HEAT Vs ICE – WHICH ONE IS IT!

By Cameron Hobbs

 (B.App Sc. Exercise & Sport Science; M.Physiotherapy)

‘Should I be grabbing the peas from the freezer or my hot water bottle?’ As a physio, I often get asked this question by my clients. The simple answer is that both are useful treatments! However, the key is to identify the nature of the injury and the timing of application. Below is a simple outline of each modality and when it is most appropriate.

 

When to chill out?

Ice, or Cryotherapy, is generally used when an injury is less than 24-48 hours old. With any sprain, strain or bruise, tissue damage stimulates our body’s inflammatory process. Despite this process being a necessary one, it is important to minimise the degree of swelling. This will allow us to begin the rehabilitative process quicker and minimise the negative compensatory patterns that can develop post-injury! So as a simple guide, the immediate aim of using ice is to:

  • Reduce bleeding in local tissues/structures
  • Minimise the amount of inflammation
  • Reduce muscle pain and spasm via nerve desensitisation
  • Numb the local soft tissues
  • Minimise the effects of Delayed Onset Muscle Soreness (DOMS) following a heavy workout

Here are also a number of tips to consider when applying ice:

  • Always aim to apply the ice as close to the injury onset as possible (this also includes after a heavy workout)
  • Wrap the ice pack in a moist towel to minimise the risk of ice burn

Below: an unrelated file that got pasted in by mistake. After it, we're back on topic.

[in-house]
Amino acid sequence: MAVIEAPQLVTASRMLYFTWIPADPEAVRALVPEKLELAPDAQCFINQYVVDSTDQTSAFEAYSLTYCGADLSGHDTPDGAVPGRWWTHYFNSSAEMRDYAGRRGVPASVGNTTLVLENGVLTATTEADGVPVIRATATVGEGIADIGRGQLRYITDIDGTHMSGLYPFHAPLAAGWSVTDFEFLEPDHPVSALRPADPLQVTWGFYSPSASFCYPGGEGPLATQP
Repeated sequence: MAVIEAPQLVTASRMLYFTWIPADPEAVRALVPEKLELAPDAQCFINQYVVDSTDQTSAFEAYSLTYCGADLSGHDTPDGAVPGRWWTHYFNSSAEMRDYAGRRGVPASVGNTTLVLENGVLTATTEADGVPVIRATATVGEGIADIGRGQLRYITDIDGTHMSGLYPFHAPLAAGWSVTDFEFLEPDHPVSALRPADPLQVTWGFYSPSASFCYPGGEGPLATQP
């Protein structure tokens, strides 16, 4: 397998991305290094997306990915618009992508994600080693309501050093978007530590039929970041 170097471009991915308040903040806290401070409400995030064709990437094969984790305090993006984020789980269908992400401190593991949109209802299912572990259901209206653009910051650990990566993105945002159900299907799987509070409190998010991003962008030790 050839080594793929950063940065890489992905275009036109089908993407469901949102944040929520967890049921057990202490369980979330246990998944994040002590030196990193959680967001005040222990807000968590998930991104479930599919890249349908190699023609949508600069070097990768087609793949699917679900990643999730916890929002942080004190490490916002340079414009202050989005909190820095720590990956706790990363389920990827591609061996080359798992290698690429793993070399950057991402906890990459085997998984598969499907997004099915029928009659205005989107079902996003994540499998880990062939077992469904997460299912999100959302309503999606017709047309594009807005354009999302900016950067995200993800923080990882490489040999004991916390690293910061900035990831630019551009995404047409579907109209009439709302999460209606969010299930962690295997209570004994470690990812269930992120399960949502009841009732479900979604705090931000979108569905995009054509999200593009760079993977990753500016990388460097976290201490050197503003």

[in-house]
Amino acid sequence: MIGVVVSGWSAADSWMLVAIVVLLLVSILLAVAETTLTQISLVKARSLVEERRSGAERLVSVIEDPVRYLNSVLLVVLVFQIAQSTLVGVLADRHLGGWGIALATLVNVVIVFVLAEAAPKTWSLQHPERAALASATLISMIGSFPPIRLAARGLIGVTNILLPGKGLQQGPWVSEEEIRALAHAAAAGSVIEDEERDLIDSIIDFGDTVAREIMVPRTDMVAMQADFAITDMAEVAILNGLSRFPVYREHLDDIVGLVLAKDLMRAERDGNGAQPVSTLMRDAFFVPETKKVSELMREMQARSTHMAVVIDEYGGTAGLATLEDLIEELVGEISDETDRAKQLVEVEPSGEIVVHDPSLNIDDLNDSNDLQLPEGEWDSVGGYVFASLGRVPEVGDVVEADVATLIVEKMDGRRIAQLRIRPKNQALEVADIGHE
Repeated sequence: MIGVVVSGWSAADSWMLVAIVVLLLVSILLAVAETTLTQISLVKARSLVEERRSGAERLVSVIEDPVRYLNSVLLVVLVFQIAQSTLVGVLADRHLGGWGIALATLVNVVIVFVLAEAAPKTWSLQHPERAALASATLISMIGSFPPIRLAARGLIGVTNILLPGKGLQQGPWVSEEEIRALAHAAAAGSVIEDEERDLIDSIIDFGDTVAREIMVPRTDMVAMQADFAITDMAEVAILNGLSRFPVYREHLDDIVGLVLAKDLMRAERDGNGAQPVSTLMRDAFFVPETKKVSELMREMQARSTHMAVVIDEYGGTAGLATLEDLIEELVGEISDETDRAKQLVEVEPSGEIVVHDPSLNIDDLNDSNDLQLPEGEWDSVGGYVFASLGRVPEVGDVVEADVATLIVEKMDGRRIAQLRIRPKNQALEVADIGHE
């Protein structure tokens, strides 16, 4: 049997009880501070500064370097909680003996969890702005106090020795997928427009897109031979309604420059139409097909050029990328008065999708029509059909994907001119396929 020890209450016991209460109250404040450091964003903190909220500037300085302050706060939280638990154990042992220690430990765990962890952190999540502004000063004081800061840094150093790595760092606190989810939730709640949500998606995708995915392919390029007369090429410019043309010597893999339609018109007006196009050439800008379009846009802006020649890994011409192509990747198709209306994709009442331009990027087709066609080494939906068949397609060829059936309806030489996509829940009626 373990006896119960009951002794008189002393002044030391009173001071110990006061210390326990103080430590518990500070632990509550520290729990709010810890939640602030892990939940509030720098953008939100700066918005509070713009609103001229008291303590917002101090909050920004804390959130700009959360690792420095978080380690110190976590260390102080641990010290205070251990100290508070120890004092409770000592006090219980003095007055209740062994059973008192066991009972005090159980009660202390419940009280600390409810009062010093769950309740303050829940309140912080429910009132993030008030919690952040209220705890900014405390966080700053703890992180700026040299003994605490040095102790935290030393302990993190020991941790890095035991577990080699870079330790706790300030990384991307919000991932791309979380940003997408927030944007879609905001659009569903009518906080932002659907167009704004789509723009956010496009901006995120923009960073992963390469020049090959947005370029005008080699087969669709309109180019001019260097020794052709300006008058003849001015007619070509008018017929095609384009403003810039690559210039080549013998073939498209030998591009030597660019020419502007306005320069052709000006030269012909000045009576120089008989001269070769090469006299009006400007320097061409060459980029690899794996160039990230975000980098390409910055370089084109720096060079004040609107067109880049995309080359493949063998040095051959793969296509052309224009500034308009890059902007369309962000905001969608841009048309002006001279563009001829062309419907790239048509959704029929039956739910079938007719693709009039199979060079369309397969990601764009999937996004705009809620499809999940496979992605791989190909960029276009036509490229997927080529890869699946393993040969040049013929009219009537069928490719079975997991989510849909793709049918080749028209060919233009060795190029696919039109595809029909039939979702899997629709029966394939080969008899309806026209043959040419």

• Ice only needs to be applied for 20 minutes to have a physiologically worthwhile effect. However, aim to perform every 1-2 hours during the initial 48 hour window to minimise the inflammatory process and the risk of tissue damage from prolonged cold exposure
  • Gravity can often shift the location of bruising/swelling, so make sure you apply ice to the original injury site!

 

When to turn up the heat?

Heat, or Thermotherapy, takes centre stage in the rehab process after the first 48 hours. At this stage, the inflammatory process has mostly subsided and healing has begun. The focus now becomes the restoration of range of movement and strength whilst still minimising pain symptoms. This is achieved via the dilation of blood vessels, which in turn reduces muscle spasm. Here are a number of tips to consider when using heat:

  • Heat only needs to be applied for 20 minutes. The heat pack should be wrapped in a towel for insulation against any burns to the skin. Aim to re-apply every 1-2 hours
  • If swelling is still present, continue to use ice until this has subsided
  • Avoid using heat if the injury is an open wound
  • If the injury is a re-occurring muscular spasm, heat can be considered an appropriate first line of management.

 

So in Summary…

Remember that the stage at which you begin using ice or heat post-injury is the key factor in almost all scenarios! Application should be long enough to create the desired effect of cooling/heating the site, but not so long as to cause tissue damage from over-exposure. And finally, make sure you have your injury reviewed by a physiotherapist so that an appropriate rehab management plan can be devised. Even a simple ankle sprain can pre-dispose you to long term instability when not appropriately rehabilitated. Best of luck with your students!